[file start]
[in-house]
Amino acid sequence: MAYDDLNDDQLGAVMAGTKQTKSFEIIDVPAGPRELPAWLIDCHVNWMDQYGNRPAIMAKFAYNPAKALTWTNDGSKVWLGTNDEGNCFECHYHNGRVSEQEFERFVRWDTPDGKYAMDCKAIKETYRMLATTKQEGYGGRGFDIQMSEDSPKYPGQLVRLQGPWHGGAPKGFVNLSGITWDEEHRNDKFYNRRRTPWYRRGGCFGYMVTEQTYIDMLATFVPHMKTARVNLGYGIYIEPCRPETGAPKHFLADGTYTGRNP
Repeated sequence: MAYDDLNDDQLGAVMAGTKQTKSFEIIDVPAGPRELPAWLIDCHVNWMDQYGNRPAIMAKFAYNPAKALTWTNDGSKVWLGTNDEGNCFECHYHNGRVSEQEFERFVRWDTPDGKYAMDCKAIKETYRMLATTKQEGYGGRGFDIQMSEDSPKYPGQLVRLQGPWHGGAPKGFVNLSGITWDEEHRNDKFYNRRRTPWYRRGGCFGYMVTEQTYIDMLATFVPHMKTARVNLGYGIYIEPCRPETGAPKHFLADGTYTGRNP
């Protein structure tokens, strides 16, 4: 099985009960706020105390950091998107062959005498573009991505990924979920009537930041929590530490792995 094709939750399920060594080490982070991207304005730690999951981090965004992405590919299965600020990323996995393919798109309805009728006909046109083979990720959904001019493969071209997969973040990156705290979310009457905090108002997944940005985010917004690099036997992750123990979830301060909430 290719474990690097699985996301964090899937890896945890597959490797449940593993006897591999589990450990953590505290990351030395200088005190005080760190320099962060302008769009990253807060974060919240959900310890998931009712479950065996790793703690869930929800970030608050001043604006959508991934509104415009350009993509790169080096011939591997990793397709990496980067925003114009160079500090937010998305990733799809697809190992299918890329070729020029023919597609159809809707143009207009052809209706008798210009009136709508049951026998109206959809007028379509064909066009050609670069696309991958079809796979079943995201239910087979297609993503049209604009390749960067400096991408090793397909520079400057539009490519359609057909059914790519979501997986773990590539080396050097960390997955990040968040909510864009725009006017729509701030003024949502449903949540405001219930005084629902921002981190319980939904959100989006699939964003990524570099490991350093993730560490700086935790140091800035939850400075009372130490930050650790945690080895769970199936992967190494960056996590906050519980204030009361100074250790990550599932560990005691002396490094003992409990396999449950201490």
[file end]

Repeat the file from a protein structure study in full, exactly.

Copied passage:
[in-house]
Amino acid sequence: MAYDDLNDDQLGAVMAGTKQTKSFEIIDVPAGPRELPAWLIDCHVNWMDQYGNRPAIMAKFAYNPAKALTWTNDGSKVWLGTNDEGNCFECHYHNGRVSEQEFERFVRWDTPDGKYAMDCKAIKETYRMLATTKQEGYGGRGFDIQMSEDSPKYPGQLVRLQGPWHGGAPKGFVNLSGITWDEEHRNDKFYNRRRTPWYRRGGCFGYMVTEQTYIDMLATFVPHMKTARVNLGYGIYIEPCRPETGAPKHFLADGTYTGRNP
Repeated sequence: MAYDDLNDDQLGAVMAGTKQTKSFEIIDVPAGPRELPAWLIDCHVNWMDQYGNRPAIMAKFAYNPAKALTWTNDGSKVWLGTNDEGNCFECHYHNGRVSEQEFERFVRWDTPDGKYAMDCKAIKETYRMLATTKQEGYGGRGFDIQMSEDSPKYPGQLVRLQGPWHGGAPKGFVNLSGITWDEEHRNDKFYNRRRTPWYRRGGCFGYMVTEQTYIDMLATFVPHMKTARVNLGYGIYIEPCRPETGAPKHFLADGTYTGRNP
């Protein structure tokens, strides 16, 4: 099985009960706020105390950091998107062959005498573009991505990924979920009537930041929590530490792995 094709939750399920060594080490982070991207304005730690999951981090965004992405590919299965600020990323996995393919798109309805009728006909046109083979990720959904001019493969071209997969973040990156705290979310009457905090108002997944940005985010917004690099036997992750123990979830301060909430 290719474990690097699985996301964090899937890896945890597959490797449940593993006897591999589990450990953590505290990351030395200088005190005080760190320099962060302008769009990253807060974060919240959900310890998931009712479950065996790793703690869930929800970030608050001043604006959508991934509104415009350009993509790169080096011939591997990793397709990496980067925003114009160079500090937010998305990733799809697809190992299918890329070729020029023919597609159809809707143009207009052809209706008798210009009136709508049951026998109206959809007028379509064909066009050609670069696309991958079809796979079943995201239910087979297609993503049209604009390749960067400096991408090793397909520079400057539009490519359609057909059914790519979501997986773990590539080396050097960390997955990040968040909510864009725009006017729509701030003024949502449903949540405001219930005084629902921002981190319980939904959100989006699939964003990524570099490991350093993730560490700086935790140091800035939850400075009372130490930050650790945690080895769970199936992967190494960056996590906050519980204030009361100074250790990550599932560990005691002396490094003992409990396999449950201490």